Sea Shorts: Sunflower sea stars 'drop and run'

Starfish - also known as sea stars are voracious predators. Take the sunflower sea star (Pycnopodia helianthoides) for example. Out in the northeast Pacific where it lives, it will happily munch its way through animals that we think might have good defences, like scallops, barnacles, and snails which all sport a hardy shell, or urchins which are covered in a spiny exterior.

Sunflower sea stars are no top predator though. Unlike their prey, sunflower sea stars have soft, exposed bodies - and there are other animals out there who are quite happy to try to eat them. They are certainly quick (they can move at a meter per minute) but speed isn't always enough to defend themselves. Like most other starfish, sunflower sea stars have a pretty nifty defence - autotomy, basically self-amputation. Just take a look at this photo...

This (deceased) sunflower sea star (Pycnopodia helianthoides) was spotted on a rocky beach in Bamfield, British Columbia in Canada. See how it has a gap where some arms should be. Credit: Samantha Andrews/Ocean Oculus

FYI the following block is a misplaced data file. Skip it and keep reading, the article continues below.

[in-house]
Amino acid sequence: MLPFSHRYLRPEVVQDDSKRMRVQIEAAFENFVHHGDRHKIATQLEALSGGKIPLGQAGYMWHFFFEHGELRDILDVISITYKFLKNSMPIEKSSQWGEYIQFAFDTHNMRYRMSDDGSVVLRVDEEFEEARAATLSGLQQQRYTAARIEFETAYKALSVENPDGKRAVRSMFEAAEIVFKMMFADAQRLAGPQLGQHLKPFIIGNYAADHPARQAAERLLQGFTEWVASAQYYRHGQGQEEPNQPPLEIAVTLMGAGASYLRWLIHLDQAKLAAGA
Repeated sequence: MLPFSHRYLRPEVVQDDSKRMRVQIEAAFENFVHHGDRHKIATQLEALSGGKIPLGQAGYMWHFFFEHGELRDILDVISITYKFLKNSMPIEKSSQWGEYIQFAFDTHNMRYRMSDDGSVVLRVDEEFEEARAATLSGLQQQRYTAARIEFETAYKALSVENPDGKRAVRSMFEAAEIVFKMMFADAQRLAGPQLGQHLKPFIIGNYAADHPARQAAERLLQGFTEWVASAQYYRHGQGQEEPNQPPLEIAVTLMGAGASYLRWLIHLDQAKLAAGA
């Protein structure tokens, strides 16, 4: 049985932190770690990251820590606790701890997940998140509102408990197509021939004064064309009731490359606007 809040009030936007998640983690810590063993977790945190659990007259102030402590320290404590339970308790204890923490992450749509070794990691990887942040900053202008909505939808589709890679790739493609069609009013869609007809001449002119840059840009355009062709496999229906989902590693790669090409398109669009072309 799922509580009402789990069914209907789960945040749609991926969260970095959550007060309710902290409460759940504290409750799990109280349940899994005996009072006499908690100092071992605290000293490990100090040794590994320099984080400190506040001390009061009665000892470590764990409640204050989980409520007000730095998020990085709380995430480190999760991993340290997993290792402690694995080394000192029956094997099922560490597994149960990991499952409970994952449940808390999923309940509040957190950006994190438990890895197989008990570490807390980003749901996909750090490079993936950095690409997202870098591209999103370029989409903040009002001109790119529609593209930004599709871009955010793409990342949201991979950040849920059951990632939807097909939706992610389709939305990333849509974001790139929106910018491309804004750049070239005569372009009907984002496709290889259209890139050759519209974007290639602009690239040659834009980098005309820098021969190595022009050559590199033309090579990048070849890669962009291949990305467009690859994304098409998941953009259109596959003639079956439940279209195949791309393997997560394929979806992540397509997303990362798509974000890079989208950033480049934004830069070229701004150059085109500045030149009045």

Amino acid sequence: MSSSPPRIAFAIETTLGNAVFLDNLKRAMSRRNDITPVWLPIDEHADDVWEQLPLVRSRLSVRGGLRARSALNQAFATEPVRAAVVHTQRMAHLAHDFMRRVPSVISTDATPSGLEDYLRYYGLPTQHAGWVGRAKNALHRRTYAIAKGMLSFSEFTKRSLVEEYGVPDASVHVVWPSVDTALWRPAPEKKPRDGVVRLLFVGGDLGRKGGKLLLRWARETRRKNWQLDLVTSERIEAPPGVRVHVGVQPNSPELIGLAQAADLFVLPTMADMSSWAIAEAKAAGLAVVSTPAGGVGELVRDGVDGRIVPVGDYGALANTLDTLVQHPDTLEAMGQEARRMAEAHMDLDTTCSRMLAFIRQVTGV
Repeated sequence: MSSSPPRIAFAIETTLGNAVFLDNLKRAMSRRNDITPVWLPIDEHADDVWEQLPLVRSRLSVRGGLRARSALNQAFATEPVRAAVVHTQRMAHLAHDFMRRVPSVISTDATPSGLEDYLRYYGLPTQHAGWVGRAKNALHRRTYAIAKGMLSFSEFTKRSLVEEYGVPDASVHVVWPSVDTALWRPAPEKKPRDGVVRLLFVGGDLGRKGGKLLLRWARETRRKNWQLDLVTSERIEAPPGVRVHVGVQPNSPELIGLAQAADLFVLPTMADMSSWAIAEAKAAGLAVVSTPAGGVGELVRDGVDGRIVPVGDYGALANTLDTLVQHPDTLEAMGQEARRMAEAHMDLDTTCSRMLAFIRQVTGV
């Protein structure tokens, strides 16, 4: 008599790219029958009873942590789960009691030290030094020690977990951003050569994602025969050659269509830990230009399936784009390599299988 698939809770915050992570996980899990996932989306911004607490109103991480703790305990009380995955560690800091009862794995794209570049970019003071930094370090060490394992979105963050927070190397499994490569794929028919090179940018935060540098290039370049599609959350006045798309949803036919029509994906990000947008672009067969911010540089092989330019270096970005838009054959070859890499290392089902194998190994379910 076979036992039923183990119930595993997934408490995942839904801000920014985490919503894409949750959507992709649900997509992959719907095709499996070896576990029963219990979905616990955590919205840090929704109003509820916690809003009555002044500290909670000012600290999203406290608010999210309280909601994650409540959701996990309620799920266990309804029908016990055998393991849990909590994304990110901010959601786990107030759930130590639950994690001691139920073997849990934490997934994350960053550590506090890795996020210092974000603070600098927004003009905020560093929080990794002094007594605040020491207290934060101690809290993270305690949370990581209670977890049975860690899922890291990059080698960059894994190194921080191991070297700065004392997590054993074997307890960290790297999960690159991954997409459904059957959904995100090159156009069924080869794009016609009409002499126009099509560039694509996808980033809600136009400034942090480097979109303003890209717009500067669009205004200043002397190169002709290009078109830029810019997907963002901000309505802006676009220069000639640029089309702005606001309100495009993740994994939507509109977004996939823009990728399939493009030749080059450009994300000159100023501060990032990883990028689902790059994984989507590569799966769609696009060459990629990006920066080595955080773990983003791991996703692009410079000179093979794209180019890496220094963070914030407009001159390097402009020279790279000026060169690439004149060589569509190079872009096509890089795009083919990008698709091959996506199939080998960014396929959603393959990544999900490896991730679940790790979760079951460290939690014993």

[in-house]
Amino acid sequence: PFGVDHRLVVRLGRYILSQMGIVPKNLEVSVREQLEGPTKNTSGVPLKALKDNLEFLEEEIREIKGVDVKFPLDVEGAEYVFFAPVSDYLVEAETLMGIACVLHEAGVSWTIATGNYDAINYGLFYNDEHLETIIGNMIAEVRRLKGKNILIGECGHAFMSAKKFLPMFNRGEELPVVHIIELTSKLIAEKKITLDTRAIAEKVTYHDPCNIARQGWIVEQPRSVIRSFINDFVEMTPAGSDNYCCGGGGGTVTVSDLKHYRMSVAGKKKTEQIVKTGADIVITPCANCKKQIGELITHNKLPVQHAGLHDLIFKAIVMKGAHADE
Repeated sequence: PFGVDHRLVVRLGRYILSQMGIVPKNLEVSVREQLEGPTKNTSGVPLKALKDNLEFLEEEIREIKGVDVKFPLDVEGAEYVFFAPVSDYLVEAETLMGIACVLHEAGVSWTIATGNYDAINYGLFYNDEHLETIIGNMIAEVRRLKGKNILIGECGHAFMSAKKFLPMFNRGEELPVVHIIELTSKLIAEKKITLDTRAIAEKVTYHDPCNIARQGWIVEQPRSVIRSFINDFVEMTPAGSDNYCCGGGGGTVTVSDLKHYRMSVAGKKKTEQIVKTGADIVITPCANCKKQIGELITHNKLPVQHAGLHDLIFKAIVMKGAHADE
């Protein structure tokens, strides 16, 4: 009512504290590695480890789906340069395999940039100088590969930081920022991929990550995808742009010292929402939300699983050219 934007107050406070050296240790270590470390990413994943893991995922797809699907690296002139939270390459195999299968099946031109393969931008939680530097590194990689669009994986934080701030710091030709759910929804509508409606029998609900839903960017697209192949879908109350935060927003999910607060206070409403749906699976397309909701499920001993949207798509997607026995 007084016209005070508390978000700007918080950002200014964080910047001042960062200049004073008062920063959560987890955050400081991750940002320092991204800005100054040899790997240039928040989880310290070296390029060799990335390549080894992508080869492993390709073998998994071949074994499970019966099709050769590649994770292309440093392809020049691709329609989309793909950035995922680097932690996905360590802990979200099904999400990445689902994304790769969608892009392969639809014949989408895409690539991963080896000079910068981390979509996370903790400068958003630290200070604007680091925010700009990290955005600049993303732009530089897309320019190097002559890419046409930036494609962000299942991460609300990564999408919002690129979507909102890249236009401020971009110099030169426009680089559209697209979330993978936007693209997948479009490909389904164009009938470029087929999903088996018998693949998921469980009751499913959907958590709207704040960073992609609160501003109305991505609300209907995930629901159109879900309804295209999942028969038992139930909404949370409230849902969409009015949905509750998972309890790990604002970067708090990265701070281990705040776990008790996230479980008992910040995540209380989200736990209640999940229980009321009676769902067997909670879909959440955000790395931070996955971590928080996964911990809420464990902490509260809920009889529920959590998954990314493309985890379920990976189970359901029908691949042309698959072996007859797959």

This (deceased) sunflower sea star (Pycnopodia helianthoides) was spotted on a rocky beach in Bamfield, British Columbia in Canada. See how it has a gap where some arms should be. Credit: Samantha Andrews/Ocean Oculus

This rather nifty little trick allows the sea star to make a getaway whilst its hunter feasts on its missing limb. The sea stars ability to 'drop and run' comes down in part to a connective tissue called 'catch connective tissue' which can change in stiffness. When the starfish want to grab onto something, they can make their muscles very stiff. When they want to move through narrow spots, they can make their tissue very soft. If they make their tissue super soft - to the point that the limb really loses all cohesion - off comes the limb.

Whilst autotomy might save a sea star's life, it is not a cost-free exercise. Amongst other things like decreased growth due to the starfish pouring lots of energy into regenerating the missing limbs, scientists in Chile found that the sea star Stichaster striatus stores nutrient in its's limbs so if it drops one, it also loses a vital energy storage. This means if food supply is low, the animal is more likely to suffer from starvation. Over in Wales, scientists looking at the common starfish (Asterias rubens) found that when the starfish autotomised, they weren't as adept at opening mussels as they were before they lost their limb". Yup - more hunger risk.

Surprisingly autotomy isn't just an anti-predator defence. Scientists in California found that when temperatures get hot, the purple sea star (Pisaster ochraceus) will discard legs - apparently to cool themselves down.